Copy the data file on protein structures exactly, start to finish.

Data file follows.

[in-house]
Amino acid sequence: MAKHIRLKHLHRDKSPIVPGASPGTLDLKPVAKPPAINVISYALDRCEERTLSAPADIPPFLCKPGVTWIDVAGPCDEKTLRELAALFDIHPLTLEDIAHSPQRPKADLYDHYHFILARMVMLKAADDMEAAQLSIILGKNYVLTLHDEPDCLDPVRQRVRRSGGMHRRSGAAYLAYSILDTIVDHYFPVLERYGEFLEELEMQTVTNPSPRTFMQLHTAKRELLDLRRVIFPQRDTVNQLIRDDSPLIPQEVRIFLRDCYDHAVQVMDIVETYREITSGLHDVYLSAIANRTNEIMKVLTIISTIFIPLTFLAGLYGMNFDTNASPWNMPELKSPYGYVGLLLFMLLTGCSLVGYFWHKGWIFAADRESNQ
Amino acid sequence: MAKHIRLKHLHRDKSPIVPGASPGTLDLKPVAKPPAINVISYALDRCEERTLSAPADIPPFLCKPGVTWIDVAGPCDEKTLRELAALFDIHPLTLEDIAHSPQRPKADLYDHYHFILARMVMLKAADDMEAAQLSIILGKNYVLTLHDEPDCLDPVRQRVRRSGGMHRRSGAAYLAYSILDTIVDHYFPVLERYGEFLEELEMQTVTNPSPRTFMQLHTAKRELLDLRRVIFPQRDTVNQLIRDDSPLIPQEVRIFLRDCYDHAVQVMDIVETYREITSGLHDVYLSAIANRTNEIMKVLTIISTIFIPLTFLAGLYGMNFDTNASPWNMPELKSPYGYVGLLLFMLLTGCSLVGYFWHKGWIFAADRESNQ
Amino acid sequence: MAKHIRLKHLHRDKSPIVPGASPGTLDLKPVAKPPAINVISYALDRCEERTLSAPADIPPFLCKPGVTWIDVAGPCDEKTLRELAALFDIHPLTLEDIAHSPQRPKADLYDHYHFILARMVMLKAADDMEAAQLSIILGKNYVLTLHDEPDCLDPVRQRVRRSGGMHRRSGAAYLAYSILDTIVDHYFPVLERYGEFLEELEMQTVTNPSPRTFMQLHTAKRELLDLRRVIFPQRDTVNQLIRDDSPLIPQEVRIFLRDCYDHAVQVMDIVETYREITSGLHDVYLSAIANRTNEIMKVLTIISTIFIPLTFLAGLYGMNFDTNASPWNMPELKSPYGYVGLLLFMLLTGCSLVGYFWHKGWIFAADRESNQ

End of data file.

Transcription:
[in-house]
Amino acid sequence: MAKHIRLKHLHRDKSPIVPGASPGTLDLKPVAKPPAINVISYALDRCEERTLSAPADIPPFLCKPGVTWIDVAGPCDEKTLRELAALFDIHPLTLEDIAHSPQRPKADLYDHYHFILARMVMLKAADDMEAAQLSIILGKNYVLTLHDEPDCLDPVRQRVRRSGGMHRRSGAAYLAYSILDTIVDHYFPVLERYGEFLEELEMQTVTNPSPRTFMQLHTAKRELLDLRRVIFPQRDTVNQLIRDDSPLIPQEVRIFLRDCYDHAVQVMDIVETYREITSGLHDVYLSAIANRTNEIMKVLTIISTIFIPLTFLAGLYGMNFDTNASPWNMPELKSPYGYVGLLLFMLLTGCSLVGYFWHKGWIFAADRESNQ
Amino acid sequence: MAKHIRLKHLHRDKSPIVPGASPGTLDLKPVAKPPAINVISYALDRCEERTLSAPADIPPFLCKPGVTWIDVAGPCDEKTLRELAALFDIHPLTLEDIAHSPQRPKADLYDHYHFILARMVMLKAADDMEAAQLSIILGKNYVLTLHDEPDCLDPVRQRVRRSGGMHRRSGAAYLAYSILDTIVDHYFPVLERYGEFLEELEMQTVTNPSPRTFMQLHTAKRELLDLRRVIFPQRDTVNQLIRDDSPLIPQEVRIFLRDCYDHAVQVMDIVETYREITSGLHDVYLSAIANRTNEIMKVLTIISTIFIPLTFLAGLYGMNFDTNASPWNMPELKSPYGYVGLLLFMLLTGCSLVGYFWHKGWIFAADRESNQ
Amino acid sequence: MAKHIRLKHLHRDKSPIVPGASPGTLDLKPVAKPPAINVISYALDRCEERTLSAPADIPPFLCKPGVTWIDVAGPCDEKTLRELAALFDIHPLTLEDIAHSPQRPKADLYDHYHFILARMVMLKAADDMEAAQLSIILGKNYVLTLHDEPDCLDPVRQRVRRSGGMHRRSGAAYLAYSILDTIVDHYFPVLERYGEFLEELEMQTVTNPSPRTFMQLHTAKRELLDLRRVIFPQRDTVNQLIRDDSPLIPQEVRIFLRDCYDHAVQVMDIVETYREITSGLHDVYLSAIANRTNEIMKVLTIISTIFIPLTFLAGLYGMNFDTNASPWNMPELKSPYGYVGLLLFMLLTGCSLVGYFWHKGWIFAADRESNQ